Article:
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Nettle Root for Iron Deficiency

by
author image Karen S. Garvin
Karen S. Garvin has been a professional writer since 1988, when "Dragon" magazine published her first article. Her recent work includes encyclopedia entries on historical subjects. She holds a bachelor’s degree in communications and is pursuing a master's degree in European history. Her interests include photography, science, history and Steampunk.
Nettle Root for Iron Deficiency
Chopped nettle root on a cutting board. Photo Credit Heike Rau/iStock/Getty Images

Nettle is commonly known as stinging nettle because of the fine hairs on its leaves and stems that can cause skin irritation. The plant is very nutritious, and nettles have been eaten or used for hundreds of years as a treatment for painful joints and muscles, gout and anemia. Generally, nettle root is not recommended separately from the whole plant. Although nettle contains iron and may be beneficial for treating anemia, it should not be used in place of accepted medicine.

The Plant

Stinging nettle, also called garden nettle, is native to Europe, Asia and North America. The plant’s botanical name is Urtica dioica. The herb is a perennial that can grow 6 feet tall and is usually found in nitrogen-rich soil along stream banks or in fields. The plant is covered with small hairs that release formic acid, a liquid that can cause inflammation that can last up to 12 hours. If you are going to grow or collect nettle for your own use, wear pants, a long-sleeved shirt and gloves to protect yourself from the painful sting.

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Iron Deficiency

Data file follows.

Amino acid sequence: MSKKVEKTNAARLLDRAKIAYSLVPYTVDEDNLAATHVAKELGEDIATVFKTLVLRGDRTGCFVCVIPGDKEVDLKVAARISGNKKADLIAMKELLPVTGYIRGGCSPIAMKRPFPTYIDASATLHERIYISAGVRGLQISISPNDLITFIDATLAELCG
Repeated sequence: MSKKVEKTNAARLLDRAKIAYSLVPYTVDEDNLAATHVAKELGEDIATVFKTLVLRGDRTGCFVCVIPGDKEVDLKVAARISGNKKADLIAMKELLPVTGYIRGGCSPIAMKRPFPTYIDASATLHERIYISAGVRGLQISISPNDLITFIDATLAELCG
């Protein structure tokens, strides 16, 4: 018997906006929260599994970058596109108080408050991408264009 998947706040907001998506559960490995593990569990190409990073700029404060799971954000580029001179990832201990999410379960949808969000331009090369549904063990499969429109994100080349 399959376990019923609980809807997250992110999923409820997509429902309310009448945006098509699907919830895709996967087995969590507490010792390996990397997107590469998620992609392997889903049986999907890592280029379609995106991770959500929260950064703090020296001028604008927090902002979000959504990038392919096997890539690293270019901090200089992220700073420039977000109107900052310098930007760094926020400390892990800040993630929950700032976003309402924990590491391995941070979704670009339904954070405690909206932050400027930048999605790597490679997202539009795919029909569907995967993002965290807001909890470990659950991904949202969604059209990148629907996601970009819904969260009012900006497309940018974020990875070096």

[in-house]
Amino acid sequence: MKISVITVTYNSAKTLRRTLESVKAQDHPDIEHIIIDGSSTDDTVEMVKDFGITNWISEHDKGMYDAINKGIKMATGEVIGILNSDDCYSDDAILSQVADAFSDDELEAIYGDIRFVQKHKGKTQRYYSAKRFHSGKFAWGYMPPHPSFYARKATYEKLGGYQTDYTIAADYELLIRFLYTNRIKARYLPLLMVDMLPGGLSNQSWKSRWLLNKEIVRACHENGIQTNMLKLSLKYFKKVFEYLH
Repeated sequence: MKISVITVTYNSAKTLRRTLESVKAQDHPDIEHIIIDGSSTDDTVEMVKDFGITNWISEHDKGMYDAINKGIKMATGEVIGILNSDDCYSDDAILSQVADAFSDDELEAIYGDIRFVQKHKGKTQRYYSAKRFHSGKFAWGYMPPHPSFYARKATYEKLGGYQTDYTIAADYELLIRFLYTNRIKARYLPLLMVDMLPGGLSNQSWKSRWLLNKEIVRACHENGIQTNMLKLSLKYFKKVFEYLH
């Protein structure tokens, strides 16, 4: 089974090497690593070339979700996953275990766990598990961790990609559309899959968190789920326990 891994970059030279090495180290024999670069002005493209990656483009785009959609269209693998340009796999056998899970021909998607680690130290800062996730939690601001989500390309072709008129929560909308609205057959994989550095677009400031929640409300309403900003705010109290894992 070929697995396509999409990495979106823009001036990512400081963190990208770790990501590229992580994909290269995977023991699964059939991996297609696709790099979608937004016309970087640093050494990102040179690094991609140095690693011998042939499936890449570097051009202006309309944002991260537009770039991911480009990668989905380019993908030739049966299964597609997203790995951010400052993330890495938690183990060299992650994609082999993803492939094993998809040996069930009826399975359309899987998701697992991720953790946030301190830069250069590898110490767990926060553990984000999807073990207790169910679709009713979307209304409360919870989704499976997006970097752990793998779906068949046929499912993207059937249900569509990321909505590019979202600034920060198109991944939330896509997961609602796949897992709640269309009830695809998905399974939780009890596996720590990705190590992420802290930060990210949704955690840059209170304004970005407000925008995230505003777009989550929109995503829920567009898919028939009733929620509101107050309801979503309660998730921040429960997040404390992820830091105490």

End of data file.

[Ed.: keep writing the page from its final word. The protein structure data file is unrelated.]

Iron is necessary for good health, because it is used in many of the body’s metabolic processes. Iron is most important in the formation of hemoglobin, a protein that carries oxygen to every cell of the body. People who do not consume enough iron are at risk of developing iron deficiency, which can lead to anemia. Symptoms of anemia are fatigue and weakness, difficulty concentrating, problems maintaining body temperature and a suppressed immune system.

Iron Content

Bastyr University, a natural-medicine education center in Washington state, notes that nettle is a nutritious food that has vitamins and minerals, including iron, potassium and silica. Nettle also contains pro-vitamin A, the vitamin B complex, vitamin K1 and vitamin C, which can help the body absorb the iron and other minerals found in the plant. Both the leaves and the roots of the plant have long been used in herbal medicine, according to the nutritional-education website Herbs 2000, and nettle has frequently been used to make tonics to treat weakness and anemia symptoms.

Cooking Nettle

Nettle can be cooked and eaten as a vegetable. The leaves cannot be eaten raw because of the stinging hairs, but cooking the nettle makes it edible. Some people grow their own nettle, but the plant can be harvested from the wild. If you are going to pick nettle, make sure the area you are harvesting from has not been treated with pesticides or herbicides. Riley Woodford, writing for the Alaska Department of Fish and Game, recommends rinsing the plant to remove any dirt or grit before cooking it. He says nettle is delicious and can be lightly steamed or sauteed.

Nettle Tea and Nettle Supplements

Nettle tea and nettle supplements are available for purchase at natural food stores and many other stores that sell vitamins. Nettle tea can be found in bulk or purchased as tea bags and can easily be taken to work or used at home. Because nettle is a natural product, the amount of vitamins and minerals varies. For this reason, many people prefer to take nettle supplements, which are usually capsules that contain powdered nettle in a standardized extract.

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